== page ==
Brian Fidler, Guild artistic director, sits in one of the newly constructed seating areas at the Guild Hall in Whitehorse on Aug. 7. The theatre is kicking off its 2020-2021 season with its ‘Round Back outdoor performance series.

The show will go on at Whitehorse’s Guild Hall

Guild Hall readies for its ‘Round Back series

The show must go on.

And at the Guild Hall in Porter Creek, it will be ‘Round Back.

The local theatre group is getting set to kick off its 2020-2021 season with its ‘Round Back outdoor performance series behind the hall.

The series marks a different direction in the Guild’s lineup of performances for the year which typically sees a list of four or five plays staged throughout the season — fall to spring — along with a few other traditions like the annual haunted house and providing a space for other performances such as comedy.

As with many events in March and April, the 2019-2020 season came to an abrupt end due to COVID-19 before the final play of the season, Mr. Burns, a post-electric play could be staged. The crew was into rehearsals when the pandemic cancelled the show.

And that’s where the ‘Round Back series picks up.

On Aug. 13, the series will open with a play reading from Mr. Burns.

As Guild artistic director Brian Fidler said in an Aug. 7 interview at the new outdoor performance site, when they began looking at the possibility of a 2020-2021 season, he wanted to find a way to present Mr. Burns, which takes place in a post-apocalyptic world following a major global catastrophe.

Brandon Wicke, Guild general manager, left, and Brian Fidler, Guild artistic director, discuss the outdoor seating at the Guild Hall in Whitehorse on Aug. 10, 2020. (Crystal Schick/Yukon News)

Fidler admits the final rehearsals for the show in the spring were “a little eerie” as lock-downs and cancellations due to COVID-19 became reality across the country.

With restrictions now being gradually lifted and events happening in new ways, like the ‘Round Back series, Fidler said he’s pleased the Guild can present a play reading for the show.

“It feels like closure,” he said, adding it is also a great way to launch a new series that will run until Oct. 3.

The series features a line up of local performers, theatrical groups, musicians and more taking to the small outdoor stage in front of the Guild’s carpentry shop for up to three evenings each week behind the hall on 14th Avenue.

In a circle facing the stage are 12 small audience “islands” that will provide space for up to 30. Each platform, complete with a small roof covering, provides seating for between one and four guests to sit together and are spaced to allow for proper distancing.

As Fidler explained, a portion of the ‘Round Back space had been set to serve as a venue for Act 1 of Mr. Burns. When things shut down in the spring, it was a good time to do a more extensive clean up of the site. When restrictions began being lifted, thoughts turned to it as a potential spot for performances that would meet the guidelines of the Chief Medical Officer of Health.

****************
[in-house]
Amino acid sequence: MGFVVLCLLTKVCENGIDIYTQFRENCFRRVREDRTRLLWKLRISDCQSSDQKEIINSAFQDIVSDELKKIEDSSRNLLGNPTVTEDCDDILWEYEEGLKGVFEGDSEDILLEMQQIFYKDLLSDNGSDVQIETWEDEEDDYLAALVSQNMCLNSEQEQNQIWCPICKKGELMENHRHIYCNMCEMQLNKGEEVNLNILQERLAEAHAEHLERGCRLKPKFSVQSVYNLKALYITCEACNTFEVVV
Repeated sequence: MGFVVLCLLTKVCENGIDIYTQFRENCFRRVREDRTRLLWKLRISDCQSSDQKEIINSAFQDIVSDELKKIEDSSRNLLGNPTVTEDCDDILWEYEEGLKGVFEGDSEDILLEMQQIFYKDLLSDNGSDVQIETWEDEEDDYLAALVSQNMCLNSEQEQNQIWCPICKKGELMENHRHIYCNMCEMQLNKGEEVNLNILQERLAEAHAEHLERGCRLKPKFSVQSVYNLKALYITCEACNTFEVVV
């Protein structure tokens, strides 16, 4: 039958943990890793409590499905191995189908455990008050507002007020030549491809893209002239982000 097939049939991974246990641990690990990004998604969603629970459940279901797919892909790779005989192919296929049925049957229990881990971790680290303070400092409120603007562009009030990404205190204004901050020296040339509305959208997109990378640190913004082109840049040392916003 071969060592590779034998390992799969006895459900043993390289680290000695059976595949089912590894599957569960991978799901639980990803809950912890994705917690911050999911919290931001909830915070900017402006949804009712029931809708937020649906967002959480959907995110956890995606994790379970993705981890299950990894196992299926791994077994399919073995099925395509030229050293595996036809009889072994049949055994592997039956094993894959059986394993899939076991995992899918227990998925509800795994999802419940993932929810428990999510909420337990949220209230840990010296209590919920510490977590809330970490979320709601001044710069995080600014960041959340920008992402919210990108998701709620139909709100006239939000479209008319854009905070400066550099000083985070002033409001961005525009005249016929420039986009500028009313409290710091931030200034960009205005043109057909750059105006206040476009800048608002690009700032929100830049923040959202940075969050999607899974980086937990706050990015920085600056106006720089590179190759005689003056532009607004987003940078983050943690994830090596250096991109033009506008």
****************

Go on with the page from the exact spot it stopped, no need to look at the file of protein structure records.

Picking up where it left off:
“We were already thinking of this as a venue,” Fidler said, adding that during the spring cleanup there were many old stage props and other pieces found and he began thinking of how they could be used to create some sort of outdoor venue that would feature individual pieces for two or three audience members from the same social bubble to sit together while being spaced from others.

“Everything was just scattered around,” he said, noting he took his concept to carpenter Al Loewen, who’s built a number of Guild sets to life over the years.

Loewen was able to once again take an idea and bring it to life.

Brian Fidler, Guild artistic director, works on the outdoors seating area at the Guild Hall in Whitehorse on Aug. 10, 2020.(Crystal Schick/Yukon News)

“He built these crazy market stalls,” Fidler said.

Old siding, stage props — a huge lollipop and a boat among others — help make up the new audience islands with spacing from the stage and other audience islands.

“We just tried to make use of everything,” Fidler said.

With an approved space for hosting performances, Guild officials set to work on a much different season and invited others to be part of it.

Fidler pointed out COVID-19 has greatly reduced the number of potential performance spaces and this provides an opportunity.

The result is a lineup that along with the Mr. Burns play reading, will include musical performance by Ryan McNally, Claire Ness, Cafe des Voix and Blues Cargo; comedy nights featuring local comedians; storytelling and knowledge sharing with Gwaandak Theatre, theatrical performance by Velvet Antler Productions, Yukon Theatre for Young People, and Brandon Wicke’s Sigil Theatre.

“There’s something for everyone this season,” he said.